Answer: Model trains are powered by transformers that output AC or DC power. "AC" stands for "Alternating Current" and "DC" stands for "Direct Current". Alternating Current (AC) is the type of electricity that you get when you plug something in to a wall socket in your house and is normally 110 volts. Direct Current (DC) is the type of electricity that small batteries such as "AA", "D", "C" type batteries output. The model train transformer reduces the house current from 110 volts to 0-20 volts AC. Most O-scale and larger trains run on AC power. For the smaller scales, they usually run on Direct Current (DC). The DC transformer reduces the voltage to 0-12 volts and converts the power from AC to DC.

Question: Is the electricity from model train transformers safe?

Answer: Yes, since the voltage that is output from model train transformers is so low, it poses no safety issue for adults or children. Make sure that your transformer is in working order and the the electrical cord is not stiff, cracked or frayed. 

Question: What kinds of control systems are used for model trains?

Answer: There are 2 main kinds of control systems in use for model trains. The original type of system uses a transformer with a built in controller that varies the voltage that is output to the track. When the voltage is increased, the train moves faster. This is the type of control that the postwar and baby boomer generations grew up with. The most modern control systems are digital control systems. Digital control systems use a constant voltage supply to the track and a signal is then sent to the engine from a hand-held remote control that adjusts the speed and the host of many other available features such as horn, whistle, bell, volume etc. Digital control systems can be used to control model trains accessories too. Lionel's digital control system is called TrainMaster Command Control or TMCC for short. Mike's Train House (MTH) digital control system is called DCS or Digital Command System. For more information, visit Lionel's web site at www.Lionel.com and MTH's web site at www.railking.com.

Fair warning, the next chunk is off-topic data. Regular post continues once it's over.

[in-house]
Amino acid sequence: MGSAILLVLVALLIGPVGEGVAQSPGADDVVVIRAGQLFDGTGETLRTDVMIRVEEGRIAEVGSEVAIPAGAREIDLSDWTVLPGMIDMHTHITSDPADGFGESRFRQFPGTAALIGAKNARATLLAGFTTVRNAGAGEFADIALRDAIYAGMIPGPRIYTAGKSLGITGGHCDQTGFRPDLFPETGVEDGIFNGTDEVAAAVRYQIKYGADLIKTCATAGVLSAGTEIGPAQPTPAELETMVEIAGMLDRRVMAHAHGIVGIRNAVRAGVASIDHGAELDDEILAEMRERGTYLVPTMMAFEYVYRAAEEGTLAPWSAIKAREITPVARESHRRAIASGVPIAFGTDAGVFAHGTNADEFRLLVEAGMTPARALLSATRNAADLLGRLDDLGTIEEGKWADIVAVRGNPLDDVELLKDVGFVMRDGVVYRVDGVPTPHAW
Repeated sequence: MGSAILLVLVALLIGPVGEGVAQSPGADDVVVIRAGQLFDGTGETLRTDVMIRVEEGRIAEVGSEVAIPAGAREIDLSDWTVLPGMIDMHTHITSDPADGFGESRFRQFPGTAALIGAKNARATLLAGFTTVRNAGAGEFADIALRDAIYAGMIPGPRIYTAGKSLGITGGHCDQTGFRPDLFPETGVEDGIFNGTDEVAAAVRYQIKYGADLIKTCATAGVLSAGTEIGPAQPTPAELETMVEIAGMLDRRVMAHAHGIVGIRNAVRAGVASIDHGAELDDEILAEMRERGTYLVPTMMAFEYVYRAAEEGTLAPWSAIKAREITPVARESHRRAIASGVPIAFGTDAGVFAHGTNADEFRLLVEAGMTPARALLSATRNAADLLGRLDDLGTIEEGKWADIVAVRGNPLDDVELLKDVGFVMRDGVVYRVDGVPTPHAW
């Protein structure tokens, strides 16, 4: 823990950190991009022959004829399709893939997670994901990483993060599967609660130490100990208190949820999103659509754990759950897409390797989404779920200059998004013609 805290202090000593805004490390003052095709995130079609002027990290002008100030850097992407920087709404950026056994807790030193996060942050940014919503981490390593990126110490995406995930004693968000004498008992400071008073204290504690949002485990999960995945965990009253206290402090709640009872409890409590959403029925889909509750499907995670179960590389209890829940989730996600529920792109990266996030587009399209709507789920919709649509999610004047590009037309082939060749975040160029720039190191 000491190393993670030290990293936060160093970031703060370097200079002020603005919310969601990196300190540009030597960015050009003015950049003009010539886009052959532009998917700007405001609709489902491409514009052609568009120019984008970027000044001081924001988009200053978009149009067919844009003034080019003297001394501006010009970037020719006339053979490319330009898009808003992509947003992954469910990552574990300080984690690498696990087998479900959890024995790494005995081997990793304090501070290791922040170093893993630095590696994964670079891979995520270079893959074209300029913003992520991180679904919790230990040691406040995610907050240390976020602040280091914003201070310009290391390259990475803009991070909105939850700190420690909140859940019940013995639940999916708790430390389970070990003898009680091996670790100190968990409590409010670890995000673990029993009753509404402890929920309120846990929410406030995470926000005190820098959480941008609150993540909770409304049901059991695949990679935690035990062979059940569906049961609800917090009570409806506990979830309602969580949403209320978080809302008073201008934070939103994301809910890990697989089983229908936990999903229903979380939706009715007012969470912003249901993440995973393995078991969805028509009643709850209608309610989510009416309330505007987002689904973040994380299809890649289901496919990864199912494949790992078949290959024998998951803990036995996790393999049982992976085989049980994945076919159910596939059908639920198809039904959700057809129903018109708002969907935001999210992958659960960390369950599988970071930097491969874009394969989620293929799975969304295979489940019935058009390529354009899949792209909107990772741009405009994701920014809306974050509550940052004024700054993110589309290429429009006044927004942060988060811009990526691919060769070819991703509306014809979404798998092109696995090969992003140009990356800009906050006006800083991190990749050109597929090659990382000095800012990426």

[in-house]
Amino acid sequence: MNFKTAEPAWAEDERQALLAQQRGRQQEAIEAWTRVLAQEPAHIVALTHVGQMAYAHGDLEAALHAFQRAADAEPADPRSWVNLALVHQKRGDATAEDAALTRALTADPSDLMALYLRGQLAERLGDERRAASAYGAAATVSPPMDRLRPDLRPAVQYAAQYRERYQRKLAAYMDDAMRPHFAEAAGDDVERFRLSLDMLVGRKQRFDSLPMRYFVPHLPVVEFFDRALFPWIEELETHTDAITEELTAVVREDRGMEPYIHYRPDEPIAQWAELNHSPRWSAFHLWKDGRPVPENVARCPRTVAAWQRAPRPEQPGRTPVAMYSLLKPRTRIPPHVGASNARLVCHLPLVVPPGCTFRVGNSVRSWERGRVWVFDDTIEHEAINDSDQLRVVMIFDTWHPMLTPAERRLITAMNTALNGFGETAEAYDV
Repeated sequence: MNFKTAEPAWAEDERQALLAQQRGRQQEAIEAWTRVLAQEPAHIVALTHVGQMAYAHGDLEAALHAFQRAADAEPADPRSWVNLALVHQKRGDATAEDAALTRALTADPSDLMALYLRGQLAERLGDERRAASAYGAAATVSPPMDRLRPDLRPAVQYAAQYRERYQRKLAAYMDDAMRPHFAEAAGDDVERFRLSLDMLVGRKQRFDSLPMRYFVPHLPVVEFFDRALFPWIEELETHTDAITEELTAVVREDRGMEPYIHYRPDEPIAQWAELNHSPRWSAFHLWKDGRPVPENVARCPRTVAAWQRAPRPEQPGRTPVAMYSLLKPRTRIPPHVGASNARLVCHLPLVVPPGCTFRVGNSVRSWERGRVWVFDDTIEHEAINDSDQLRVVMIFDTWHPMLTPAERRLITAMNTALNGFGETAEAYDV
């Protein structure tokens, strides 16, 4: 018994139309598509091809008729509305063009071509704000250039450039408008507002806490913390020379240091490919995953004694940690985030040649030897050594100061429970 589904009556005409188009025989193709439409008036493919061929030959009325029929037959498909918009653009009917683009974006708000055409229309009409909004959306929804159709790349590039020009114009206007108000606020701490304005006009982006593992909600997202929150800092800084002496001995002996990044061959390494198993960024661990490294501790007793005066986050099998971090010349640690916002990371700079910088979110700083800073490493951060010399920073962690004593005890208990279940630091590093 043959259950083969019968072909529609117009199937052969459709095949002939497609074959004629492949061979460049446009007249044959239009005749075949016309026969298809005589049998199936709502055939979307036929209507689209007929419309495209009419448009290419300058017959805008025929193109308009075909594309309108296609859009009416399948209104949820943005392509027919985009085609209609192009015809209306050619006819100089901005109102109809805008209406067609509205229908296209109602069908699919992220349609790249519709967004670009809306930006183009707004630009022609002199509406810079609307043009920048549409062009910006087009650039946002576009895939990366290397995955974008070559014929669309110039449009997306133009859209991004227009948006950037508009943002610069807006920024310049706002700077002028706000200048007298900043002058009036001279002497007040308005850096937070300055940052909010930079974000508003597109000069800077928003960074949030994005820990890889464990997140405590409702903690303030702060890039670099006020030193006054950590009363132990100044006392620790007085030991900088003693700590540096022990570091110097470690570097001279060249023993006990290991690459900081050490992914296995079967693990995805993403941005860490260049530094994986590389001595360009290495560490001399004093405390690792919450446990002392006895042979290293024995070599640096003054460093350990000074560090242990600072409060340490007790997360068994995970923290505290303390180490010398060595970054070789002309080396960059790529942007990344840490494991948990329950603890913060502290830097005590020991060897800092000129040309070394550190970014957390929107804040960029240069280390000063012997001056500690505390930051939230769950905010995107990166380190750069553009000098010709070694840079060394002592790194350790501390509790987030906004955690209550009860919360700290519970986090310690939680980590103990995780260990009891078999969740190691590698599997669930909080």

Question: How can I find out how much my trains are worth? 

Answer: See the information below.

Some toy trains are quite valuable. That's one of the reasons why collecting Lionel trains is such a popular pastime for thousands. However, it's also true that some toy trains, regardless of age, have not increased significantly in value over the years. How, then, are you supposed to determine the present-day value of a train uncovered while rummaging through Grandma's attic, or one found stuffed in a box at a garage sale or flea market?

Train Collector's Association Grading Standards


Brand new, absolutely unmarred, all original, and unused.

Like New

Free of any blemishes, nicks, or scratches. Original condition throughout. Very little sign of use.


Minute nicks or scratches. No dents or rust.

Very Good

Few scratches. Exceptionally clean. No dents or rust


Scratches, small dents, dirty.


Well-scratched, chipped, dented, rusted, or warped condition.


Beat up, junk condition, some usable parts.

Experienced collectors generally rely on three sources of information:
  1. Self-acquired knowledge resulting from active participation in the hobby.

  2. Personal contacts with other experienced collectors and dealers acquired over time.

  3. Annually published price guides that attempt to reflect current market conditions.

The novice collector, or someone who simply wants to determine the worth of a train that has been running beneath the family Christmas tree for generations, is somewhat at a disadvantage. He or she may lack long-term experience in train collecting, and probably hasn't developed contacts who might help answer questions. That being the case, the most viable alternative remains the published price guide.

Even experienced collectors can have a "love-hate" relationship with price guides. Some swear by them, and others swear at them! Usually, it's a matter of how "fair" they perceive the guides to be. Those wanting to sell trains, or hoping to see their investment increase in value year after year, are somewhat prone to disdain these books, reasoning that their items must surely be worth more than the "book price." Those wishing to buy toy trains are more prone to cite published prices, figuring that a higher asking price is akin to "gouging."